Therapeutic Support Programs
In an effort to secure support beyond the everyday Curriculum on offer, St Mary’s has developed a range of interventions aimed at creating a ‘Support for Learning’ culture that all pupils can access. Amongst the provisions on offer are the following:
Speech and Language Therapy
St Mary’s works in close partnership with the Speech and Language Therapy Service provided by Kent Community Health NHS Foundation Trust to deliver Universal, Targeted and Focused support for our pupils. All staff are trained so that universal strategies can be applied as part of quality first teaching. The SABDEN Multi Academy Trust employs an Integrated Therapy Assistant to work a day a week at St Mary’s so that pupils can access targeted support both within the classroom and, if necessary, by withdrawal – according to baseline assessment. Finally, the school has access to a peripatetic Speech and Language Therapist who carries out a range of interventions based on the needs identified within an individual’s EHC Plan.
St Mary’s are currently introducing Thrive into our setting and are looking to embrace the approach in the near future. The school currently has one trained, licensed practitioner with a further two professionals currently undergoing training (Apr 17). Thrive uses current brain development theory alongside attachment theory to systematically assess individuals in terms of their emotional development and resilience. The online Thrive assessment tool helps to identify at which stage of development an individual has been ‘interrupted’ at and seeks to build specific activities and targets to improve an individual’s stress regulation (coping) mechanisms at that stage. Most of the activities could be seen to be akin to ‘play’ or ‘creative’ type therapies.
St Mary’s employs a local Systemic Psychotherapist on a once a week basis to work individually with referred pupils to support them with their mental health needs. This therapeutic intervention may be required (amongst many others) to help them become more reflective about behaviours that may be regarded as socially unacceptable(eg anger and abuse), to deal with specific life events that have caused an individual to struggle with / withdraw from the demands of school life (eg trauma, abuse, depression, anxiety, bereavement etc) or to work alongside an individual and their family in order to improve or change repetitive behaviours that were previously negative or harmful to progress or possible positive outcomes.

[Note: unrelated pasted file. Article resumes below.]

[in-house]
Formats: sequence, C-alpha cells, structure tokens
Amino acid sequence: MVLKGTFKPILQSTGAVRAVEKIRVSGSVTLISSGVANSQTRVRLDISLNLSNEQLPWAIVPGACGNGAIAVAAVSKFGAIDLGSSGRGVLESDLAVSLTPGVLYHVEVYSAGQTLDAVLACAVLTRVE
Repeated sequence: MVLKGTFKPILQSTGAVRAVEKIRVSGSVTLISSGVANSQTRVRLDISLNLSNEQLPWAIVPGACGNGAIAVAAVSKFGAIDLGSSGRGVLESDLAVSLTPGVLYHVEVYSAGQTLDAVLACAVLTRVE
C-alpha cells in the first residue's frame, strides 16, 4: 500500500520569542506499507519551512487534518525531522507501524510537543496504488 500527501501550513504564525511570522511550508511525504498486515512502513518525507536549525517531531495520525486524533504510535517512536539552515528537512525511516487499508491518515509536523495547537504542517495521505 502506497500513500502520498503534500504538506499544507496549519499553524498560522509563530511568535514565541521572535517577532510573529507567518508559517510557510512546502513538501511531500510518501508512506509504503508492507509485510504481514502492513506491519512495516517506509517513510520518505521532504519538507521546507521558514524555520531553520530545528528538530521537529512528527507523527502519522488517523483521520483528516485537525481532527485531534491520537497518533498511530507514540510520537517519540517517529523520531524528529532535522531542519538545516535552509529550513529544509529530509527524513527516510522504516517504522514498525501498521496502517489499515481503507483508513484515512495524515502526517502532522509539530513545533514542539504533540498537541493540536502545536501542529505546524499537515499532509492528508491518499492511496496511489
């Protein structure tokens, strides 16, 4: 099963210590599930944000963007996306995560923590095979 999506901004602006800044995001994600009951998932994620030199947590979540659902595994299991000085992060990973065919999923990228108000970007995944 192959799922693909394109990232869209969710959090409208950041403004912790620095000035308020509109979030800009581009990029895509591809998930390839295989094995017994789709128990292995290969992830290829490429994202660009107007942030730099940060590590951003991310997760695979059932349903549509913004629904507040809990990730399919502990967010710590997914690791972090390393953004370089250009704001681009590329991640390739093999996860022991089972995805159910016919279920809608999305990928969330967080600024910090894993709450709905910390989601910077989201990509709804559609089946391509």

Our newest therapeutic intervention. Our trained school counsellor offers person-centred counselling working with referred pupils on a 1:1 basis. Pupil clients are able to use this private and uninterrupted therapeutic space to talk through and explore any issues they wish, and use the time to reflect upon and explore their deeper feelings. Sometimes creative therapy is used to enable this. Six sessions are offered initially after which there is a review. Our school counsellor works under qualified external supervision and within the BACP (British Association for Counselling and Psychotherapy) Ethical Framework. School counselling is subject to the whole school safeguarding policies and procedures.
The Speech and Language Therapy Service have trained a select few staff to deliver this aspect of universal support at St Mary’s. Lego Therapy is an intervention aimed at improving social communication for a group of students. The shared goal of building a specific Lego model according to the specific and ordered instructions provides the motivation for the group to succeed. Each group member is assigned a role (eg architect, supplier, builder, quality control etc) for the duration of a session (although roles may be swapped within a session) and stay within the role to either give or receive instructions as part of the team as the building process progresses. Use of precise descriptive language to identify both the correct piece and how it should be laid help to improve expressive and receptive language as well as problem building skills and co-operation.
Following some practical ‘on the job’ training (delivered by the Occupational Therapy Service provided by Kent Community Health NHS Foundation Trust) some staff can now themselves deliver this intervention. Sensory Circuits is a term used to explain how the brain needs to constantly assess and organise information being received via an individual’s sensory system; sight, hearing, touch, taste, smell, proprioception (internal feedback) and vestibular system (balance or relationship with gravity). How the brain organises this wealth of information (ie in a calm, orderly way or in a more chaotic, random manner) obviously has an impact on one’s capacity to be ready to learn. Physical activities to alert, organise or calm the brain are devised by staff and rehearsed by pupils in order to support this crucial aspect.